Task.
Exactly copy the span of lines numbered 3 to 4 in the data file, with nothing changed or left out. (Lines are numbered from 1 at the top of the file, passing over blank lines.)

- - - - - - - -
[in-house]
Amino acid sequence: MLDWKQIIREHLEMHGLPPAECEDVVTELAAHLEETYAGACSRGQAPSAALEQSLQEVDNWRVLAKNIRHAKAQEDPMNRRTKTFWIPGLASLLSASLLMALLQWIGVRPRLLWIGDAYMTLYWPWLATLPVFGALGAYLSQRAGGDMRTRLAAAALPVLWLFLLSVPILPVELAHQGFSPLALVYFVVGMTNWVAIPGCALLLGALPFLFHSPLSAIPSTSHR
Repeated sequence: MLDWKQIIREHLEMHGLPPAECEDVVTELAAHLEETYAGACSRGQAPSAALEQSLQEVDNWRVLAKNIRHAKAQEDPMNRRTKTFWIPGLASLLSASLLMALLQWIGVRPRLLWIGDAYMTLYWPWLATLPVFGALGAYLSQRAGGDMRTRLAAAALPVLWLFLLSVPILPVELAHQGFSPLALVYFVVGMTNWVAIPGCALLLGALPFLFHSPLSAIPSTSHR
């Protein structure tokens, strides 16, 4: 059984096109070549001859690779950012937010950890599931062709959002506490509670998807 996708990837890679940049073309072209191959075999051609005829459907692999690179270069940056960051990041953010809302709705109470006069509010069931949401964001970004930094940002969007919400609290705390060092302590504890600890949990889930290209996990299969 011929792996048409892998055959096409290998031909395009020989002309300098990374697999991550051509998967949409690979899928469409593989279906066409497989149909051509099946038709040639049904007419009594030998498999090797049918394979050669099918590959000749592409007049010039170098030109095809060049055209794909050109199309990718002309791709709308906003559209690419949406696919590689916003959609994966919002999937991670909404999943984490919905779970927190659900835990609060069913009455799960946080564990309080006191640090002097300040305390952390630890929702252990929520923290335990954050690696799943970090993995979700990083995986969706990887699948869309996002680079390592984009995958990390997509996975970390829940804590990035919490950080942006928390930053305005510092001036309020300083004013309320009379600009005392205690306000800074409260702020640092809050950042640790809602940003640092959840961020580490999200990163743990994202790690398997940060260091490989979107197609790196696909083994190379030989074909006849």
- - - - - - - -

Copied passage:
Repeated sequence: MLDWKQIIREHLEMHGLPPAECEDVVTELAAHLEETYAGACSRGQAPSAALEQSLQEVDNWRVLAKNIRHAKAQEDPMNRRTKTFWIPGLASLLSASLLMALLQWIGVRPRLLWIGDAYMTLYWPWLATLPVFGALGAYLSQRAGGDMRTRLAAAALPVLWLFLLSVPILPVELAHQGFSPLALVYFVVGMTNWVAIPGCALLLGALPFLFHSPLSAIPSTSHR
């Protein structure tokens, strides 16, 4: 059984096109070549001859690779950012937010950890599931062709959002506490509670998807 996708990837890679940049073309072209191959075999051609005829459907692999690179270069940056960051990041953010809302709705109470006069509010069931949401964001970004930094940002969007919400609290705390060092302590504890600890949990889930290209996990299969 011929792996048409892998055959096409290998031909395009020989002309300098990374697999991550051509998967949409690979899928469409593989279906066409497989149909051509099946038709040639049904007419009594030998498999090797049918394979050669099918590959000749592409007049010039170098030109095809060049055209794909050109199309990718002309791709709308906003559209690419949406696919590689916003959609994966919002999937991670909404999943984490919905779970927190659900835990609060069913009455799960946080564990309080006191640090002097300040305390952390630890929702252990929520923290335990954050690696799943970090993995979700990083995986969706990887699948869309996002680079390592984009995958990390997509996975970390829940804590990035919490950080942006928390930053305005510092001036309020300083004013309320009379600009005392205690306000800074409260702020640092809050950042640790809602940003640092959840961020580490999200990163743990994202790690398997940060260091490989979107197609790196696909083994190379030989074909006849």